It was only four years ago that Monsters Aliens Robots Zombies (MARZ) was located in a basement on Queen Street.
Now, the Toronto visual effects company is working for some of the biggest shows on the planet, including Netflix’s Wednesday, where MARZ is tasked with bringing the disembodied hand known as “Thing” to life.
The studio has also worked on Stranger Things, Ms. Marvel, Wanda Vision, The Umbrella Academy and Watchmen, to name just a few of their 120 projects completed to date.
But Matt Panousis, MARZ’s chief operating officer, says with Wednesday being the second-most watched English-language show ever on the streaming giant, helping create Thing for audiences was one of MARZ’s crowning achievements.
“Being attached to the most popular show on planet Earth and being attached to one of the most lovable characters on that show — it’s a surreal feeling,” said Panousis.
The company, which just passed the 300-employee mark, began work on Wednesday in the fall of 2021 after doing a interview that showcased what it could bring to the show.
Panousis says the firm wanted to live up to the expectations of the show’s legendary producer, Tim Burton, primarily known for hit movies such as Batman, Batman Returns, Beetlejuice, Edward Scissorhands and The Night Before Christmas
“As a company that’s focused on TV effects, getting attached to Tim Burton’s first-ever TV series was really important,” says Panousis
But bringing Thing to life didn’t come without its own set of challenges, says computer graphics supervisor James Higuchi.
The majority of scenes involving Thing were performed on set by actor Victor Dorobantu, who wore a blue suit to digitally remove the rest of his body. MARZ created the shots that were either impossible or impractical for the actor to perform.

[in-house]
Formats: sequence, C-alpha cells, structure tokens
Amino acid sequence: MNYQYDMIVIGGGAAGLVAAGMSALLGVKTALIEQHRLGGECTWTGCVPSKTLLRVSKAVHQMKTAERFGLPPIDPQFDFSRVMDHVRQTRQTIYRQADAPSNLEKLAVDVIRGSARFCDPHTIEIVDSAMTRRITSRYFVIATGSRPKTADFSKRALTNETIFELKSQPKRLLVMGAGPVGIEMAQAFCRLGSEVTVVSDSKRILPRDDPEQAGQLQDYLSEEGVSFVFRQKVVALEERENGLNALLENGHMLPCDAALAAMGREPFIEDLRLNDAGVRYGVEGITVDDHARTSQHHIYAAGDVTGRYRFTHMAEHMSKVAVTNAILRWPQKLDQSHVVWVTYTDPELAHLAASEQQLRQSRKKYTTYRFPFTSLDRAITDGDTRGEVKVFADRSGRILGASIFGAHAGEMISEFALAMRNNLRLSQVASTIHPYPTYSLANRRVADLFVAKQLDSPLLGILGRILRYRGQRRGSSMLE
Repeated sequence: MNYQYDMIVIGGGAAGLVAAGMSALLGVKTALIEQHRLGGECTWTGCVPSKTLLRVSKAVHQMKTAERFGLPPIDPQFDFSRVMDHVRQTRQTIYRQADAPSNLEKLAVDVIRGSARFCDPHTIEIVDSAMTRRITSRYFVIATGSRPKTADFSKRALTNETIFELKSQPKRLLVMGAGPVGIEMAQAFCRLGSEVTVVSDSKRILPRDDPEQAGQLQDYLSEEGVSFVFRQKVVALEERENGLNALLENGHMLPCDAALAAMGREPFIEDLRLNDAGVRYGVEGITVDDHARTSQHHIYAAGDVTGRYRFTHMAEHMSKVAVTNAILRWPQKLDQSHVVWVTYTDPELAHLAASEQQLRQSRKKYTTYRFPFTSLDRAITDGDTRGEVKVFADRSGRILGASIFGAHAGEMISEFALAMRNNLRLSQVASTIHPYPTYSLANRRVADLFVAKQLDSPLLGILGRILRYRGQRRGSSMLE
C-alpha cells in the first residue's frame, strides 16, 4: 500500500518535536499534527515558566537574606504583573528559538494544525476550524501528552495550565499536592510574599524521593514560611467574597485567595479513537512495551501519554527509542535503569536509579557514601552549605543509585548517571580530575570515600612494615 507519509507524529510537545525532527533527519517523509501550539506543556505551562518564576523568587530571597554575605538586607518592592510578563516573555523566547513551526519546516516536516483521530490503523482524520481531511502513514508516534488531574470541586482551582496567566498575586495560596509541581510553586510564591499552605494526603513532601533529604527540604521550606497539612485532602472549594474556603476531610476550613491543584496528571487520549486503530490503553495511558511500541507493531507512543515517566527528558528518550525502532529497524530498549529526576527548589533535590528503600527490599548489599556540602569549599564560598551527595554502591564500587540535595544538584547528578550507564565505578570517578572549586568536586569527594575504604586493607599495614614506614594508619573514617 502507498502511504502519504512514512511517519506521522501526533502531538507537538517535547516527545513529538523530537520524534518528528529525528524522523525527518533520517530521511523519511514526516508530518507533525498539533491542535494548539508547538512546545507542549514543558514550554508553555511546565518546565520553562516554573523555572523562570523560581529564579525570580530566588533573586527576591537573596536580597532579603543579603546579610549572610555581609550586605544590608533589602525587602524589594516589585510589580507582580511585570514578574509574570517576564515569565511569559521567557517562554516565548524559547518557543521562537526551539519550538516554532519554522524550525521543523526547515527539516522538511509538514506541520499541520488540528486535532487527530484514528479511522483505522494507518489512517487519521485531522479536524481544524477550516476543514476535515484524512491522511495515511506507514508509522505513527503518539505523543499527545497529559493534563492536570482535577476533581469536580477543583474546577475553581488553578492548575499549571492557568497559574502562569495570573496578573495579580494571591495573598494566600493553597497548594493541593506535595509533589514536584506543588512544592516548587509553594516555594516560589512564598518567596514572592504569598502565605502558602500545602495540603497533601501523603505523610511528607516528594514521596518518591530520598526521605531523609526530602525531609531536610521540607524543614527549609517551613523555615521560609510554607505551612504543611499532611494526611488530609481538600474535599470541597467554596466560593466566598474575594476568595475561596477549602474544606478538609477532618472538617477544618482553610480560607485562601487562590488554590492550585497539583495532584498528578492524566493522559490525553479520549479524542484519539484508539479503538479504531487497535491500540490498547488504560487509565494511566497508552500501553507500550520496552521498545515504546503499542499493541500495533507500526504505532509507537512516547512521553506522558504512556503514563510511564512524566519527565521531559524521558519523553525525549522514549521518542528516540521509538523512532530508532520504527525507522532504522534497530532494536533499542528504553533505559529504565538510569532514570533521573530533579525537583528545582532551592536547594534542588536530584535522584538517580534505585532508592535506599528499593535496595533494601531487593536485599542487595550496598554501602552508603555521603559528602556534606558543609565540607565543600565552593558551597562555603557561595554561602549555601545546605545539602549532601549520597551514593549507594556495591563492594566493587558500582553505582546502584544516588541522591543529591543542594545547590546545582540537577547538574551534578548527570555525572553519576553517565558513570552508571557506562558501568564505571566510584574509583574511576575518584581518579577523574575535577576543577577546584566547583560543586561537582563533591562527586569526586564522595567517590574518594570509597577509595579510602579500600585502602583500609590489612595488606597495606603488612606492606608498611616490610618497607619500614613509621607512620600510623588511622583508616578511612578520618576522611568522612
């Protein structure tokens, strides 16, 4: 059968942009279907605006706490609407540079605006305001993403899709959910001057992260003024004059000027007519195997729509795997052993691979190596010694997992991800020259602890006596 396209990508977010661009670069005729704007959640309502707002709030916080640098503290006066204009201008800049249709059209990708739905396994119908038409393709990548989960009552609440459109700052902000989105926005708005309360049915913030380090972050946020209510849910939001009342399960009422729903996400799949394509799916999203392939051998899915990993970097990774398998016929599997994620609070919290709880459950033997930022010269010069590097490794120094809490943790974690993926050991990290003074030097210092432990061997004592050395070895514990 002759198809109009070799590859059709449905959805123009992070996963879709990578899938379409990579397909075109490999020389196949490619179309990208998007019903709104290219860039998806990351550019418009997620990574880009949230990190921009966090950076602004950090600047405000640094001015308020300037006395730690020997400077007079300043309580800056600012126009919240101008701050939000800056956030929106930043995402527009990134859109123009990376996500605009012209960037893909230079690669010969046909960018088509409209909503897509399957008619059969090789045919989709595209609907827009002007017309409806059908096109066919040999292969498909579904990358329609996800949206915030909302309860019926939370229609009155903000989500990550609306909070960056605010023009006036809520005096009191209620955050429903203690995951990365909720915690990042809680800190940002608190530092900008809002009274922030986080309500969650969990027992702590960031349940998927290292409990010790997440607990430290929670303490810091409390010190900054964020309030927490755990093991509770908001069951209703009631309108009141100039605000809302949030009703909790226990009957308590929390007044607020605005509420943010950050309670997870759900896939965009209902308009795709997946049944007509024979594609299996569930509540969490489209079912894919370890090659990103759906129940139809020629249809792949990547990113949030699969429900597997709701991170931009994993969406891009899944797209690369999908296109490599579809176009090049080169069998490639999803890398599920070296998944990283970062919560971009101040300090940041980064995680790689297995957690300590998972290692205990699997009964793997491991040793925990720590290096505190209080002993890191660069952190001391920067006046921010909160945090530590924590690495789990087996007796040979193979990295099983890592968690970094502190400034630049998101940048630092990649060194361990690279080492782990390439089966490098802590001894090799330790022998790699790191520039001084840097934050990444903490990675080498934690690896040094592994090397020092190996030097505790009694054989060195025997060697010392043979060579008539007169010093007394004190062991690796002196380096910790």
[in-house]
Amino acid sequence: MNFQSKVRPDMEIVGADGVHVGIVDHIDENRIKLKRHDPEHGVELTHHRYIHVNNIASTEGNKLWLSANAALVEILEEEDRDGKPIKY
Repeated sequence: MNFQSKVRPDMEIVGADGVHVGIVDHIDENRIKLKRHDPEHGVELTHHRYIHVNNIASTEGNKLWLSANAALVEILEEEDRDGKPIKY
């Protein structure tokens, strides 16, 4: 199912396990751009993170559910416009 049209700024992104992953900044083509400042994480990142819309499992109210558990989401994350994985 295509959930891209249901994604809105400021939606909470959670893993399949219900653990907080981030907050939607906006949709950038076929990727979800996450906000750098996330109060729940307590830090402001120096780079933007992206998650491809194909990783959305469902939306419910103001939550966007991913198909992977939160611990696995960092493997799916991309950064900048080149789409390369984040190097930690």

Higuchi says some of the shot sequences they created included when Thing drops out from under a car, when he’s swimming underwater, when he’s being held up by Wednesday and when he’s being thrown into a duffel bag.
He says the feather in the cap was matching Victor’s “inspiring” performance, without audiences being any the wiser.
“Nobody questioned it,” said Higuchi, adding that there were several sequences in which the action cut back and forth between CG Thing and live action Thing. He said audiences thought were entirely performed by Dorobantu.
“Being able to produce that high level and not get called out by the Internet is obviously something that every VFX artist wants to achieve.”
AI products to be released, says company
With many future projects in the works, MARZ is trying to change the visual effects industry landscape by introducing artificial intelligence (AI) for visual effects products.
“It’s been three years in the making and it’s a first of its kind in the history of VFX,” says Panousis, adding that the upcoming products are part of the company’s plan to provide more efficiency and affordability to the industry.
Panousis says the firm’s new products will provide a level of automation that has never been achieved in visual effects.
Higuchi says this is to combat a shortage of personnel in the industry, resulting from a demand for material that came about when the pandemic hit and everybody stayed home and “blasted through all of their streaming content.”
“Netflix, HBO, Disney, Amazon… they all went, ‘We need more content now!'” said Higuchi.
Both Panousis and Higuchi hope their upcoming AI for visual effects products will allow them to continue doing character work for television productions, which they say is incredibly expensive in the industry’s current form.
“We’ve really fallen in love with the characters and we want to help bring very pivotal characters to life,” said Panousis.
“How that takes shape for us is continuing to attach ourselves to the best TV productions possible and to provide as much value to those as possible.”